However, a shake-up in ownership may also be in the cards for state-backed Mobilis, which according to the minister could soon see the entry of private money into its capital. In 2013 government body the State Holdings Council (Conseil de participations de l’état) approved plans for the floatation on the Algiers Stock Exchange of eight state-owned firms including the mobile operator. While this has yet to take place, in October 2015 Feraoun said that the government still intended to sell a 20% stake in the firm and suggested that Mobilis could be spun off into an entirely separate company from its parent firm AT.
In March 2015 Feraoun’s predecessor Zohra Derdouri said that Orange and Vodafone had expressed interest in taking a stake in the firm. In October Feraoun appeared to suggest that the plan remained to privatise the stake via the bourse rather than through a sale to a strategic investor. There has been occasional discussion of also privatising a stake in AT itself; Feraoun ruled out any such move due to the company’s strategic nature.
December 2013 saw the commercial launch of 3G mobile internet services in Algeria, with Ooredoo and Mobilis both launching their networks that month. Djezzy followed in July 2014. The launch has been widely viewed as a success, with a strong uptake of services. “The operators did not expect 3G to take off as fast as it did, but Algerians are no different to anyone else and want access to technology and popular services such as YouTube and social media,” Ali Kahlane, president of Algerian IT services firm and internet service provider Satlinker, told OBG.
Algeria’s telecoms operators are continuing to roll the service out across the country. By the end of 2014 Mobilis had launched 3G coverage in 35 of the country’s 48 wilayas (governorates) and aims to cover all of them by the end of 2015. As of September 2015, Ooredoo provided 3G services in 32 wilayas, while Djezzy’s website listed 25 wilayas in which it provided coverage. Mohammed Gouasmia, CEO of local ICT firm Anwarnet, said that the high-speed service was working well in the zones of coverage. “Algeria has achieved success in the mobile internet market thanks to the competition that exists between operators, which has seen prices come down and quality go up,” he told OBG.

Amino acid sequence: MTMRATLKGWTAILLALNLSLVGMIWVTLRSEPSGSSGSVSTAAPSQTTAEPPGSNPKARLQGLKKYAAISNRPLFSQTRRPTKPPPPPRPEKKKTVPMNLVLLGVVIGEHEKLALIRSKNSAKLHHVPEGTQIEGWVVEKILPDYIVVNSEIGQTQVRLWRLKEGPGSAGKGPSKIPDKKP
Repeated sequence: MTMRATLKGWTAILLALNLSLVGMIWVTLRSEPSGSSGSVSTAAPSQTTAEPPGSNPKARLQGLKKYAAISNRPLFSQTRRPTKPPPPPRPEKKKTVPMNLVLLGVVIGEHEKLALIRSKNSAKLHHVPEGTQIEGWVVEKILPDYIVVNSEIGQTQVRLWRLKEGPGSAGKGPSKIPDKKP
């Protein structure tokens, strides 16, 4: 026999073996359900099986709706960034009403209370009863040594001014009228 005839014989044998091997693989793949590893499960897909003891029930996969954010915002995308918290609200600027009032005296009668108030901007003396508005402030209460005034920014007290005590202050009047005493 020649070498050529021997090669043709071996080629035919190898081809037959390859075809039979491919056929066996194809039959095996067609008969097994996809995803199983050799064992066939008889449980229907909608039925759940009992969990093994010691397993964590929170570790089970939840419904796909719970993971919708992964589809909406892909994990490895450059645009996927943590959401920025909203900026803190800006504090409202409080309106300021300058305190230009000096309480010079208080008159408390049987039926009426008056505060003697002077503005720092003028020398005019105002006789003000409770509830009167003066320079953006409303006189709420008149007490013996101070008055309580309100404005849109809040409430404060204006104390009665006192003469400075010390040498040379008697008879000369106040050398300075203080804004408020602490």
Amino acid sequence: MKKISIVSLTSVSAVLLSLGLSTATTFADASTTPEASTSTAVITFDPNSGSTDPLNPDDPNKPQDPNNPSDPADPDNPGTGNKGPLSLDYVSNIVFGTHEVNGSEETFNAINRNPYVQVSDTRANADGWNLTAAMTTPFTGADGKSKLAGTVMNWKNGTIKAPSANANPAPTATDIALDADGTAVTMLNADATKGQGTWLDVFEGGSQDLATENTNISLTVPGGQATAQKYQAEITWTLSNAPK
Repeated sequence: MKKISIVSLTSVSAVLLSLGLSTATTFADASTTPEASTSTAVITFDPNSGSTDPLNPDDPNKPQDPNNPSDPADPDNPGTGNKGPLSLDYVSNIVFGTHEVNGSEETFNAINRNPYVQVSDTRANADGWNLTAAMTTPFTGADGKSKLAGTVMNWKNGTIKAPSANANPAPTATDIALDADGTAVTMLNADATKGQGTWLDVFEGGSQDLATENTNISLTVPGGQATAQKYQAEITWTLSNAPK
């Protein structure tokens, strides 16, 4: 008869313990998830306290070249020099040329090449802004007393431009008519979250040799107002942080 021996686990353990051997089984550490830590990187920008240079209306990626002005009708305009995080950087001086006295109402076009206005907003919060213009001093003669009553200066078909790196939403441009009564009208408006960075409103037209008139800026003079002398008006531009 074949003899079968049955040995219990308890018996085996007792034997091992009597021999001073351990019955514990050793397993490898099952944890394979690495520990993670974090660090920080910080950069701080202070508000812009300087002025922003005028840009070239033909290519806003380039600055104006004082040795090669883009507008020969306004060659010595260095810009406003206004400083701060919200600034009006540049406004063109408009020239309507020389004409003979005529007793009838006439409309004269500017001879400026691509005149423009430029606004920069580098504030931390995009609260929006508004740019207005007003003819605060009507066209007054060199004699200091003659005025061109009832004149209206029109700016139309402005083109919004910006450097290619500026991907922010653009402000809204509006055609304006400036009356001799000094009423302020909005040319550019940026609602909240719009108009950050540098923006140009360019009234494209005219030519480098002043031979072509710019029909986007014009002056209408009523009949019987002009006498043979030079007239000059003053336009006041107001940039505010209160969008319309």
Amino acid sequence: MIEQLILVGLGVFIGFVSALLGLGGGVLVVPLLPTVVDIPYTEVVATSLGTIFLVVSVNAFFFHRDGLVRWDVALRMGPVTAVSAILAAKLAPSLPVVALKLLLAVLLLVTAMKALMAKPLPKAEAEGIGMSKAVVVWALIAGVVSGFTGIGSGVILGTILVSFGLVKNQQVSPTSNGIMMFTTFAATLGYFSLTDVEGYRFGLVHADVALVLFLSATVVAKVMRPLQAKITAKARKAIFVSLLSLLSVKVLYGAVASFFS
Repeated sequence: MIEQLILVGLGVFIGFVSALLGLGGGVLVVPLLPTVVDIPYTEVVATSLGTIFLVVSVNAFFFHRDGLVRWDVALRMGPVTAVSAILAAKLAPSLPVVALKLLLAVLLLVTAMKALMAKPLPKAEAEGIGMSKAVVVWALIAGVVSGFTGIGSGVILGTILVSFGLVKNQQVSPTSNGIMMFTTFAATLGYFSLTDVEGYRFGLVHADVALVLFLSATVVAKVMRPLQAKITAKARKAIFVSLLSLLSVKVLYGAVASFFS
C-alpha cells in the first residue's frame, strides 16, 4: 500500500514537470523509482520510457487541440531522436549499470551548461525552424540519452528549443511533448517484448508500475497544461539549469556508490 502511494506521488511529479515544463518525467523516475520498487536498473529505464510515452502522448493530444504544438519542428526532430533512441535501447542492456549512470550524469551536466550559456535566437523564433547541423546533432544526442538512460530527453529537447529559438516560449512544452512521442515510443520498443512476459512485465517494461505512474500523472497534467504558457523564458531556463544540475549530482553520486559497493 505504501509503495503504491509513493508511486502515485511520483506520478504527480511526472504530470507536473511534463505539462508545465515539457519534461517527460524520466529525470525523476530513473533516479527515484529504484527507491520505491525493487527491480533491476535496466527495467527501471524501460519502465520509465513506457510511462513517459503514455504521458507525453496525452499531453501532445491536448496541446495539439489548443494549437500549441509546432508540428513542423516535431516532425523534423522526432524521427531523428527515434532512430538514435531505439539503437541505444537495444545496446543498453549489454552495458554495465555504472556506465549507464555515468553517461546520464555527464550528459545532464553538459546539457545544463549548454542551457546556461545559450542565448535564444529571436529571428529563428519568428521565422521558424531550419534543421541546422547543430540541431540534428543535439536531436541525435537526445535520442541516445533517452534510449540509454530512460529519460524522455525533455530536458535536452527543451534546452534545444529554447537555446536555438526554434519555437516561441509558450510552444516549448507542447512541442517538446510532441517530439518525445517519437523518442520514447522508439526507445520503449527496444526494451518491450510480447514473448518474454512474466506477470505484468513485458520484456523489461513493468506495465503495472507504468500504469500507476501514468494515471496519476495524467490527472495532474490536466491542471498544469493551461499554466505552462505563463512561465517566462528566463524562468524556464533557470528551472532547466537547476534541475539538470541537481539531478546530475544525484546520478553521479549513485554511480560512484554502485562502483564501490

Operators, who are expected to further expand their coverage in coming months and are obliged to offer coverage across the entirety of the country within seven years of the receipt of their respective licences, are continuing to invest in infrastructure to bolster and expand their services.
In December 2014 Ooredoo announced it would deploy a high-capacity optical transport network built in conjunction with Alcatel-Lucent between major cities Algiers, Oran in the west and Constantine in the east as well as several smaller towns, which it said would be the first Alcatel-Lucent 400-gbps backbone network in Africa.
Rachid Chihani, head of customer unit, Maghreb, for Ericsson, told media in March 2015 that Algerian operators had rolled out their 3G network much faster than other North African countries and that Algeria had become the largest market in the region for Swedish firm.
Huawei, which has been present in Algeria since 2010, has been growing within the country at a rate of 20% annually. Other providers operating in the country include Nokia Networks, which amongst other projects has worked with AT to deploy its fixed 4G LTE service, and Chinese ZTE.
In May 2015 Ooredoo announced that it and its partner Ericsson had successfully tested a pilot 4G project in Algeria, reaching a download speed of 300 megabits per second, which it said it was the first mobile operator to achieve. AT has already launched a 4G network, but this is essentially a fixed service aimed at circumventing bottlenecks to the rollout of DSL (see IT overview).
In August 2015 Feraoun announced the first version of terms of reference for the launch of a mobile 4G network had been sent to industry regulator the ARPT and said that she hoped these would be finalised by the end of the year. A revised version of the terms of reference was then submitted in October 2015.